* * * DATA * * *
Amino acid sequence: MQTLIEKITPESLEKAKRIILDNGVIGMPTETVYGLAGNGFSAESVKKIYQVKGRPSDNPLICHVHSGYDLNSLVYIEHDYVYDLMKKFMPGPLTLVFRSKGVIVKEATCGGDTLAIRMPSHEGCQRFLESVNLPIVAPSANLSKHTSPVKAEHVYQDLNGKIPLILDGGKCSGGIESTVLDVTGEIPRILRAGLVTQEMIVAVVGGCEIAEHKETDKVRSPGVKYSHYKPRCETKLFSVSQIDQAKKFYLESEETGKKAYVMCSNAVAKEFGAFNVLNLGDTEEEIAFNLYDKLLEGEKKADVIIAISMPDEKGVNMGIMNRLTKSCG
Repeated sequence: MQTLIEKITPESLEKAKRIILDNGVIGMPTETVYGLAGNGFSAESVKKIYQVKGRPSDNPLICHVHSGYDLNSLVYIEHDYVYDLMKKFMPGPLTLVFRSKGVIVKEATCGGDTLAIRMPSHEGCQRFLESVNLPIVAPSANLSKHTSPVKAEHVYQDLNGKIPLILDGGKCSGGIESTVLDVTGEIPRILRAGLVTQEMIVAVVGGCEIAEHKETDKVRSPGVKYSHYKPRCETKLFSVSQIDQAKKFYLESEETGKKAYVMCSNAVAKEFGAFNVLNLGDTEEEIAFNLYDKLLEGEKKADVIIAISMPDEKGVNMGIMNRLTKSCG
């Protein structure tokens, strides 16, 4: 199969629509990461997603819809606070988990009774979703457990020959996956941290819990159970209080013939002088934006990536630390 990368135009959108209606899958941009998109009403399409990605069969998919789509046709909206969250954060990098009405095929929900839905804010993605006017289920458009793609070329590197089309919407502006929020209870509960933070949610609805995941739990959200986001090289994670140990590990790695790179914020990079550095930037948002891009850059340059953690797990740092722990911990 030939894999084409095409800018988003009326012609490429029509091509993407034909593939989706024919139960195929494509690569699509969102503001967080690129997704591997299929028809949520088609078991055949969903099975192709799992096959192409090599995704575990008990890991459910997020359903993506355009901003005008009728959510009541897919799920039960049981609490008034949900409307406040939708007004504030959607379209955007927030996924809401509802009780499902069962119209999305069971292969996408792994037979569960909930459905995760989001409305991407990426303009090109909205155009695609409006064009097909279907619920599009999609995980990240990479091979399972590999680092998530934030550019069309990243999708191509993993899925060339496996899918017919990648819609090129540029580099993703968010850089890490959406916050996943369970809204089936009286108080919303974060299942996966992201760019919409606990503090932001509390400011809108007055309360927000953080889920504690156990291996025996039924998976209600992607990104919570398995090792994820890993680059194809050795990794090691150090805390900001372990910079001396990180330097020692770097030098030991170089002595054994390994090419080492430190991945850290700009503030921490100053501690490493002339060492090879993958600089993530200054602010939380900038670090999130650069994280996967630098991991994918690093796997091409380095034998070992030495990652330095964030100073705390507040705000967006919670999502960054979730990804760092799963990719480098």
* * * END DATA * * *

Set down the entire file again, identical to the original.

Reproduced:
Amino acid sequence: MQTLIEKITPESLEKAKRIILDNGVIGMPTETVYGLAGNGFSAESVKKIYQVKGRPSDNPLICHVHSGYDLNSLVYIEHDYVYDLMKKFMPGPLTLVFRSKGVIVKEATCGGDTLAIRMPSHEGCQRFLESVNLPIVAPSANLSKHTSPVKAEHVYQDLNGKIPLILDGGKCSGGIESTVLDVTGEIPRILRAGLVTQEMIVAVVGGCEIAEHKETDKVRSPGVKYSHYKPRCETKLFSVSQIDQAKKFYLESEETGKKAYVMCSNAVAKEFGAFNVLNLGDTEEEIAFNLYDKLLEGEKKADVIIAISMPDEKGVNMGIMNRLTKSCG
Repeated sequence: MQTLIEKITPESLEKAKRIILDNGVIGMPTETVYGLAGNGFSAESVKKIYQVKGRPSDNPLICHVHSGYDLNSLVYIEHDYVYDLMKKFMPGPLTLVFRSKGVIVKEATCGGDTLAIRMPSHEGCQRFLESVNLPIVAPSANLSKHTSPVKAEHVYQDLNGKIPLILDGGKCSGGIESTVLDVTGEIPRILRAGLVTQEMIVAVVGGCEIAEHKETDKVRSPGVKYSHYKPRCETKLFSVSQIDQAKKFYLESEETGKKAYVMCSNAVAKEFGAFNVLNLGDTEEEIAFNLYDKLLEGEKKADVIIAISMPDEKGVNMGIMNRLTKSCG
């Protein structure tokens, strides 16, 4: 199969629509990461997603819809606070988990009774979703457990020959996956941290819990159970209080013939002088934006990536630390 990368135009959108209606899958941009998109009403399409990605069969998919789509046709909206969250954060990098009405095929929900839905804010993605006017289920458009793609070329590197089309919407502006929020209870509960933070949610609805995941739990959200986001090289994670140990590990790695790179914020990079550095930037948002891009850059340059953690797990740092722990911990 030939894999084409095409800018988003009326012609490429029509091509993407034909593939989706024919139960195929494509690569699509969102503001967080690129997704591997299929028809949520088609078991055949969903099975192709799992096959192409090599995704575990008990890991459910997020359903993506355009901003005008009728959510009541897919799920039960049981609490008034949900409307406040939708007004504030959607379209955007927030996924809401509802009780499902069962119209999305069971292969996408792994037979569960909930459905995760989001409305991407990426303009090109909205155009695609409006064009097909279907619920599009999609995980990240990479091979399972590999680092998530934030550019069309990243999708191509993993899925060339496996899918017919990648819609090129540029580099993703968010850089890490959406916050996943369970809204089936009286108080919303974060299942996966992201760019919409606990503090932001509390400011809108007055309360927000953080889920504690156990291996025996039924998976209600992607990104919570398995090792994820890993680059194809050795990794090691150090805390900001372990910079001396990180330097020692770097030098030991170089002595054994390994090419080492430190991945850290700009503030921490100053501690490493002339060492090879993958600089993530200054602010939380900038670090999130650069994280996967630098991991994918690093796997091409380095034998070992030495990652330095964030100073705390507040705000967006919670999502960054979730990804760092799963990719480098």